My son, a Senior in high school, was recognized with his classmates during a marching band event last night. Each student was asked to list the universities to which they are applying (our “home show” came early in the college application season this year) and their anticipated major. I was distressed to hear only a couple of state schools when my son’s submission blared over the PA system. Not because they weren’t perfectly fine (and affordable) institutions, but that his real application efforts are directed at schools like MIT, Dartmouth and Princeton. He’s certainly got the academic credentials to be seriously considered at all three and will likely attend an Ivy League or similarly prestigious and rigorous school (if that’s what he really wants). But here’s the distressing part: When I asked why he didn’t at least include them in his list, his response was that he didn’t want his classmates to think he was a pretentious elitist (he actually used a slightly more colloquial and off-color phrase, but his subtext was the same).
This is frightening on a number of levels. Evidently, to be academically gifted or at least perceived as intellectually superior to one’s peers gets you the same scarlet letter Emma Stone has donned this weekend for “Easy A.” President Obama is labeled an “elitist” and an “intellectual” derisively by the Fox News-devouring masses (on a side note… I’m not a Republican, but if I was I would be very, very afraid that my party was being overrun by fear-mongering simpletons and that “Red State” is becoming increasingly synonymous with “Red Neck”….). I won’t retread an excellent essay Joel Stein contributed to Time Magazine a few issues back, but the United States didn’t become a world leader by rewarding and regaling the left side of its IQ bell curve.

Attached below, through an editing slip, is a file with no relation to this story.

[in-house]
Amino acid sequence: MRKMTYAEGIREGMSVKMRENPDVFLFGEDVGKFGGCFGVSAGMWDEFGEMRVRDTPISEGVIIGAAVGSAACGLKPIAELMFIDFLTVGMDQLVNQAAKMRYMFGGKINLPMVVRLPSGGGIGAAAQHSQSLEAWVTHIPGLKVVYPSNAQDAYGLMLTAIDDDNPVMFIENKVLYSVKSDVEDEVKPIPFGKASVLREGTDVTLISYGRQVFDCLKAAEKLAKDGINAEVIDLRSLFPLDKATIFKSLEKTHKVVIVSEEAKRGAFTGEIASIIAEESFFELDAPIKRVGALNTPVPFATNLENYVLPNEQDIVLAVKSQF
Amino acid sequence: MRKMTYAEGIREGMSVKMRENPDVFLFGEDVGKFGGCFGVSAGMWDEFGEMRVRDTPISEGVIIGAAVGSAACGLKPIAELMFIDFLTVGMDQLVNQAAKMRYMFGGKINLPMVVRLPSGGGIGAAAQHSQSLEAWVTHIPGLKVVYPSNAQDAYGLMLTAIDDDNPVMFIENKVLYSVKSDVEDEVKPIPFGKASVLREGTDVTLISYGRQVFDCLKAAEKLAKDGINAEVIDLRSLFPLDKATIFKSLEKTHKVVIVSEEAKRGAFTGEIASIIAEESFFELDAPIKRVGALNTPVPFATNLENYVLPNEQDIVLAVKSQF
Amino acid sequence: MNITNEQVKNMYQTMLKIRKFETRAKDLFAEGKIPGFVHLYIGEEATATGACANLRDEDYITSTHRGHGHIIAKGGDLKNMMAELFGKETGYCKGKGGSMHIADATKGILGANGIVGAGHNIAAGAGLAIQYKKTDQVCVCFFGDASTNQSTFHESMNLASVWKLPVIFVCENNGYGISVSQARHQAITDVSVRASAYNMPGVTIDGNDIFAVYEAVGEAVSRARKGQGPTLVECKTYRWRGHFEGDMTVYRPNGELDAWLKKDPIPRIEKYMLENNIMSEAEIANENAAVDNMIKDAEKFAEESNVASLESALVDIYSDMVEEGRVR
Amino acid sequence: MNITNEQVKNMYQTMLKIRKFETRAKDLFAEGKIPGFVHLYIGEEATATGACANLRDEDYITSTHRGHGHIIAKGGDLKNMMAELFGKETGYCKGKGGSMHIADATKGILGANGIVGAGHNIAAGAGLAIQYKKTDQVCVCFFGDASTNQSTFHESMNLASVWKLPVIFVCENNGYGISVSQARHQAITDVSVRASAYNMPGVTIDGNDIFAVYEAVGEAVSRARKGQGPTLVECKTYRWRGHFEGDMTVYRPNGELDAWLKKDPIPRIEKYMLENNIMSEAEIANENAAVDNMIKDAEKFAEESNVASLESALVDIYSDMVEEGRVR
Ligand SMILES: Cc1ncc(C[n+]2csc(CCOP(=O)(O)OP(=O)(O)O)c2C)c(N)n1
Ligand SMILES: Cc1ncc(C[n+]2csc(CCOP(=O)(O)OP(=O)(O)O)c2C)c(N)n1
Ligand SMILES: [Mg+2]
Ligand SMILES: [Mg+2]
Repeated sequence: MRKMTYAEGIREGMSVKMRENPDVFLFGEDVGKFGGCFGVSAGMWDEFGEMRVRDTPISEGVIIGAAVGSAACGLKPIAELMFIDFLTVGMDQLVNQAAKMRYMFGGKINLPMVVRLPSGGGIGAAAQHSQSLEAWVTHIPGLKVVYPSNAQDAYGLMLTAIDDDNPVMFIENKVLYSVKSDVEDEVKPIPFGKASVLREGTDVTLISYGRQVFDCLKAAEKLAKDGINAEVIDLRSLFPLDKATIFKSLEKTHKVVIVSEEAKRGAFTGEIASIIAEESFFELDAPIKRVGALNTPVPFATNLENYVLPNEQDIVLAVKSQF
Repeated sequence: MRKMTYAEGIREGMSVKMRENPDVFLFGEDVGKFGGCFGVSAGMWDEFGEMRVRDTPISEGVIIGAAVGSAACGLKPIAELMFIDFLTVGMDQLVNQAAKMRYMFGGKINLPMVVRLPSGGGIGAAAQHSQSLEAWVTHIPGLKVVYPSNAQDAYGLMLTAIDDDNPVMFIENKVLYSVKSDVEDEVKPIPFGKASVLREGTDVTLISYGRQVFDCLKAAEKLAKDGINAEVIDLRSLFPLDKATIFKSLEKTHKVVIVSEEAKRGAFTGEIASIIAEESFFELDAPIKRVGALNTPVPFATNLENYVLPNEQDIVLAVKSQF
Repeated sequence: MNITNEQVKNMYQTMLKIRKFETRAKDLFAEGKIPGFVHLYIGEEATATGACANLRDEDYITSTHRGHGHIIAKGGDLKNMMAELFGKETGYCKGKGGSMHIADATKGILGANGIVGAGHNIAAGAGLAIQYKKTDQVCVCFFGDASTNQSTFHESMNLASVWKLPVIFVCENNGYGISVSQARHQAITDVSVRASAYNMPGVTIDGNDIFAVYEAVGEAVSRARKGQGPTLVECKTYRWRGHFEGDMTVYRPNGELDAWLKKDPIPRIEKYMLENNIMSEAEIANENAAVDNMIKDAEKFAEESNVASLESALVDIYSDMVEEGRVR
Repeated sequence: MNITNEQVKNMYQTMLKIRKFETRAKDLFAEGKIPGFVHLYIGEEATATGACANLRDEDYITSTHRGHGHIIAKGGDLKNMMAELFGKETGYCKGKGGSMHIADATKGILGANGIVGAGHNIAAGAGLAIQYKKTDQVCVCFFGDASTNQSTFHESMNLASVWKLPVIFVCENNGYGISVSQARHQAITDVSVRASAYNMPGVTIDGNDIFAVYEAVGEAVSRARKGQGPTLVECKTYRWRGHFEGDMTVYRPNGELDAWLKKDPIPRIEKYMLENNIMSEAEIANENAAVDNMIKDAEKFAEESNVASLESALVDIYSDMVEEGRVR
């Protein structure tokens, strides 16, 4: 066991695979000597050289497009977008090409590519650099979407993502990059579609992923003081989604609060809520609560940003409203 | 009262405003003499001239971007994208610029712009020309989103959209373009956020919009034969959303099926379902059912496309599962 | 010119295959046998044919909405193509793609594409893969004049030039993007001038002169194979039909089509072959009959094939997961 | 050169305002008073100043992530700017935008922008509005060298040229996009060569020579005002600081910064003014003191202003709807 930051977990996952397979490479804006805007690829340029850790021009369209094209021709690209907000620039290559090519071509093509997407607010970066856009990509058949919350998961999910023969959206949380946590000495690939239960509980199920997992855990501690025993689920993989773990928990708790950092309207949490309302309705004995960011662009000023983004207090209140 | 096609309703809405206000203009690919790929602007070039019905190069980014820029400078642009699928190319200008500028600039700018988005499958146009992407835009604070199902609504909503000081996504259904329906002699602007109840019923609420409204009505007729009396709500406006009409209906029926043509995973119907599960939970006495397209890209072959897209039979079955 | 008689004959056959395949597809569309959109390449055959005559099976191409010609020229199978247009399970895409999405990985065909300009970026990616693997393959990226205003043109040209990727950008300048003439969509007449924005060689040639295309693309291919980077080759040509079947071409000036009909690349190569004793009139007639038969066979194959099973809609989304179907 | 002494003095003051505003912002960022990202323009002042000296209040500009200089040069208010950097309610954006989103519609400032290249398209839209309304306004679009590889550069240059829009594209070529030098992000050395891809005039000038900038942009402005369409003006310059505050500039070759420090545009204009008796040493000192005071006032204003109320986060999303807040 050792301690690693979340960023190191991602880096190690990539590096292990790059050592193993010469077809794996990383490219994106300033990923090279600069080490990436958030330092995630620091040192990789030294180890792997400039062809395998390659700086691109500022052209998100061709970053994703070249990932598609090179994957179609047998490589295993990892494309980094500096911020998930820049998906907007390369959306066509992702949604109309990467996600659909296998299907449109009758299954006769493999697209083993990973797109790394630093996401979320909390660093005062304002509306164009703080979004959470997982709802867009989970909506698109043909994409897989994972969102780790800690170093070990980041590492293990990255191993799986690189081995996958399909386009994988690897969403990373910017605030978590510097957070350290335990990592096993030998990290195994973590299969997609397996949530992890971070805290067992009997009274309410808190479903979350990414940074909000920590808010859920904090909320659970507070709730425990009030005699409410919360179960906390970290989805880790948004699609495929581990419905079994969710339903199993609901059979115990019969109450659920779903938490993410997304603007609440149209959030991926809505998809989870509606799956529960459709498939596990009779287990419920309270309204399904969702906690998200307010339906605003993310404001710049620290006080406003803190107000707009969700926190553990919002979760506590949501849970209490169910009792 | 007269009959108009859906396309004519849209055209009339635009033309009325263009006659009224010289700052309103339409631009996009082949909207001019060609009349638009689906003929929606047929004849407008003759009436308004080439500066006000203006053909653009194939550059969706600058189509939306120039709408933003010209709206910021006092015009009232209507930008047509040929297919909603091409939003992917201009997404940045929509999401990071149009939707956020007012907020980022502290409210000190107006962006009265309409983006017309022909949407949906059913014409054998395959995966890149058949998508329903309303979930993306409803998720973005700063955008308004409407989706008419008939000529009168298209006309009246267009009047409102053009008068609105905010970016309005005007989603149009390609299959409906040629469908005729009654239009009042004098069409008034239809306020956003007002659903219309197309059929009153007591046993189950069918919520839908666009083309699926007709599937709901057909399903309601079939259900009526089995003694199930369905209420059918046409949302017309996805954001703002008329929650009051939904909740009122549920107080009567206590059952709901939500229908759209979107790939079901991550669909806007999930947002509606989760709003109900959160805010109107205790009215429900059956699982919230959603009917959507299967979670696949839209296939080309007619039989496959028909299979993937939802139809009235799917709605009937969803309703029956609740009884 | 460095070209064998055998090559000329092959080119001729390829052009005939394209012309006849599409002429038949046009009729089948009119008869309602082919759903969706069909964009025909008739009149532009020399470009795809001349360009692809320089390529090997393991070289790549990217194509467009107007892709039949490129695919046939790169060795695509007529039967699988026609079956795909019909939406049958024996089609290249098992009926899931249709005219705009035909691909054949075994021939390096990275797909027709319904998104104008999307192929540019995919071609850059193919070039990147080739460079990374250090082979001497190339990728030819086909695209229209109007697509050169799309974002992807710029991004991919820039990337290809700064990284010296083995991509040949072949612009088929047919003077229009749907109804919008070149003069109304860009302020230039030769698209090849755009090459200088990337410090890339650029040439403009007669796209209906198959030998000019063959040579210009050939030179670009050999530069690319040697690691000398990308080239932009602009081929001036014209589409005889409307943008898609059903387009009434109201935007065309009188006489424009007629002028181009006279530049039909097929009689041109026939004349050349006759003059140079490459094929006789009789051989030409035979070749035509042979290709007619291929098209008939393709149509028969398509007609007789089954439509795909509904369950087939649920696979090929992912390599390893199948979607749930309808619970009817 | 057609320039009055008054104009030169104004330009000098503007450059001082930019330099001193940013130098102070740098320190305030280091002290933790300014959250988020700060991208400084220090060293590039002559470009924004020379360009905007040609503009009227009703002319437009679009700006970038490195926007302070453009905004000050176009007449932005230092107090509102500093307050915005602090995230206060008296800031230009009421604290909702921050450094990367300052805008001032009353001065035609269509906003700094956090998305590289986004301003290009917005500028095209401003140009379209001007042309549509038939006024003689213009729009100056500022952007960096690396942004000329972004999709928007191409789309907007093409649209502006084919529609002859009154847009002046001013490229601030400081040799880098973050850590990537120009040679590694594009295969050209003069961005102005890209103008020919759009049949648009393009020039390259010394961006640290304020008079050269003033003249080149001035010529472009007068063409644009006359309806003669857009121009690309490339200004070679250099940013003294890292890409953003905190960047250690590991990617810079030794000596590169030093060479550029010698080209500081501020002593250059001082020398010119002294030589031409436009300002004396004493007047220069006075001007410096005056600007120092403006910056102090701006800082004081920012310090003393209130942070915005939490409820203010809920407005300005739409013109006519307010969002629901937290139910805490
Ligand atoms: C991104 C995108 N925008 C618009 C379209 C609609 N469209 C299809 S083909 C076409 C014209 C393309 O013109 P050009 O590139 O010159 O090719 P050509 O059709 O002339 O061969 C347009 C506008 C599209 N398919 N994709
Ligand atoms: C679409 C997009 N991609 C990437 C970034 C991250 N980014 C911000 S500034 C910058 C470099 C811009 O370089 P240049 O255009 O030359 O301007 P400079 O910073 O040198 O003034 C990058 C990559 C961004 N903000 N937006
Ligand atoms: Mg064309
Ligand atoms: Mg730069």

The same thing is happening in marketing communications these days (in case you were wondering if I’d be reeling this week’s post back to our usual topicsphere…). Today’s marcom landscape is incredibly complex, wide-ranging and fluid. Every message we deliver has even less of a chance of reaching and impacting the intended audience than the ones we delivered last week. We are sitting at the nexus of shrinking marketing budgets and expanding competition for mind share.
And yet, many marketers are getting increasingly impatient when their agencies respond to requests with intricate, multifaceted solutions. “I just want something easy” or “we need to start small” are frequent responses. I promise you, the marketer that wants to solve their business problems by only focusing on tactical band-aids won’t last long. Marketing is getting exponentially more difficult as social media and mobile channels entrench themselves. Now that you have fairly instant access to everyone and everything, how much harder will it be to get you to focus on any thing, much less get you to concentrate on that thing I want you to do.
Now is the time when we need to embrace the systems thinkers in our industry (it would be cool if we could embrace them in all aspects of society, but first things first…). Complex problems require critical thinking to uncover the best possible use of your limited marketing dollars. Don’t hire Sexy; don’t let your procurement office talk you into hiring Cheap. Hire Smart. Surround yourself with thinkers and you’ll save enough to execute cost-effectively and return enough to your bottom line to maintain your employment status. If enough of us embrace inspiration over perspiration, maybe the intellectuals in our industry can come out of the self-imposed exile necessary to “just get along” and join us at the table. Marketing is hard enough without killing our companies and our careers looking for the “Easy” button.